Eating seasonally offers us the pleasure of enjoying foods at the peak of their flavor, and it can also be budget friendly.  Beyond the more exotic finds that I come across, and do love at the farmers market, I get excited when l start seeing the bushels of corn appear.  Kernels so succulent and sweet they sing the songs of the season.  While lusting for fabulous corn I thought it would be fun to learn a bit more about it, so here are some kernels of knowledge:

  • Corn is grown on every continent except Antarctica.
  • Native Americans used to chew sweet corn leaves like chewing gum.
  • Corn is a whole grain.
  • An average ear of corn has approximately 800 kernels in 16 rows.
  • There is a strand of silk for every kernel on an ear of corn.
  • A bushel of corn has about 27,000 kernels.
  • Corn is a good source of vitamin C and A, potassium, thiamine, and fiber and is high in antioxidants.

Now that we are done learning about corn, lets get to the good stuff – this fantastic fresh herb and corn soup recipe.  The great thing about this soup is that you can use olive oil in place of butter and vegetable stock instead of chicken stock and you have a vegan soup.

6 ears fresh corn
4 tablespoons unsalted butter or olive oil
1 ½ cups chopped shallots
6 cups (48 ounces) chicken or vegetable stock
1 teaspoon kosher salt
½ teaspoon pepper
2 tablespoons finely chopped fresh basil, plus a few small sprigs for garnish
2 teaspoons finely chopped fresh thyme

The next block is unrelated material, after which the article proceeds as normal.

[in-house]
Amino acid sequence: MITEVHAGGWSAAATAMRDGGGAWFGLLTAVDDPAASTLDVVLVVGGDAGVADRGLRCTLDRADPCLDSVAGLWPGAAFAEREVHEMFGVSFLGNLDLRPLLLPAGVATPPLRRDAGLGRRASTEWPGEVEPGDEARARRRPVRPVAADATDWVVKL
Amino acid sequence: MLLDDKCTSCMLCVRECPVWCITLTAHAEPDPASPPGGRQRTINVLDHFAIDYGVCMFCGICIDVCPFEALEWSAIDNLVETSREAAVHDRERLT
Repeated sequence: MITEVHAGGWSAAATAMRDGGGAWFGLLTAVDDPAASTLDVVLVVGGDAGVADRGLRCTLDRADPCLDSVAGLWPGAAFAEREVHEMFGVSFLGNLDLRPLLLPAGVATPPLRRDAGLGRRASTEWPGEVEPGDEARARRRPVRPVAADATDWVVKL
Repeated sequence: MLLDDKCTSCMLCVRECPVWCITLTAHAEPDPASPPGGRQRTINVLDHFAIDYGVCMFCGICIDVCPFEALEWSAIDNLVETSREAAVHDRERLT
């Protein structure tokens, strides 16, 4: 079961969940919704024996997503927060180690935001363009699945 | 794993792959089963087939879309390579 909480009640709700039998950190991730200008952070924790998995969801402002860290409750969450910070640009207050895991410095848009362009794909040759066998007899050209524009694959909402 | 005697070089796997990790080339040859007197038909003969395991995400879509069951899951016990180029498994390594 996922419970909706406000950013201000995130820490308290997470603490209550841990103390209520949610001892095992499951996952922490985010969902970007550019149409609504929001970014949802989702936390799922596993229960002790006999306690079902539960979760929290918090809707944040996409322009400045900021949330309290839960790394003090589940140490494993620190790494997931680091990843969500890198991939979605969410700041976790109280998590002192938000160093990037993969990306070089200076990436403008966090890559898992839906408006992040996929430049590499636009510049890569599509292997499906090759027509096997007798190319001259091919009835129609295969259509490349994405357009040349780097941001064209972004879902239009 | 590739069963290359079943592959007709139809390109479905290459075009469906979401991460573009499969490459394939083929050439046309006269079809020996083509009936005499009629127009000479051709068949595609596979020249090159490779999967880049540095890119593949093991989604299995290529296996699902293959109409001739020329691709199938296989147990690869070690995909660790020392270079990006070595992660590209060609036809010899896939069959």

Remove the husks and silks from the corn. Set one ear of corn aside. Use a knife to scrape the kernels off the remaining 5 cobs, then break the cobs in half. Set aside.

Melt the butter in a large pot over medium-low heat. Add the shallots and cook, stirring often, until soft and translucent, 6-8 minutes. Add the chicken stock, corn kernels, broken cobs, whole ear of corn, salt and pepper to the pot. Bring to a boil. Reduce the heat to medium-low and cook uncovered for 10 minutes. Remove the whole ear of corn and set aside to cool. Cook for 10 minutes more. Remove the cobs from the pot and discard.

Remove the pot from the heat and use a hand held immersion blender to puree the soup until very smooth. It should have a creamy consistency without being gloppy. If it’s too thick, thin it with water or stock bit by bit; if it’s too thin, cook over medium heat until thickened.

Use a knife to cut the cooked kernels off the cooled whole cob; add the kernels to the soup along with the herbs. Taste and season with salt and pepper. Ladle the soup into bowls and garnish with tiny sprigs of fresh basil if desired.


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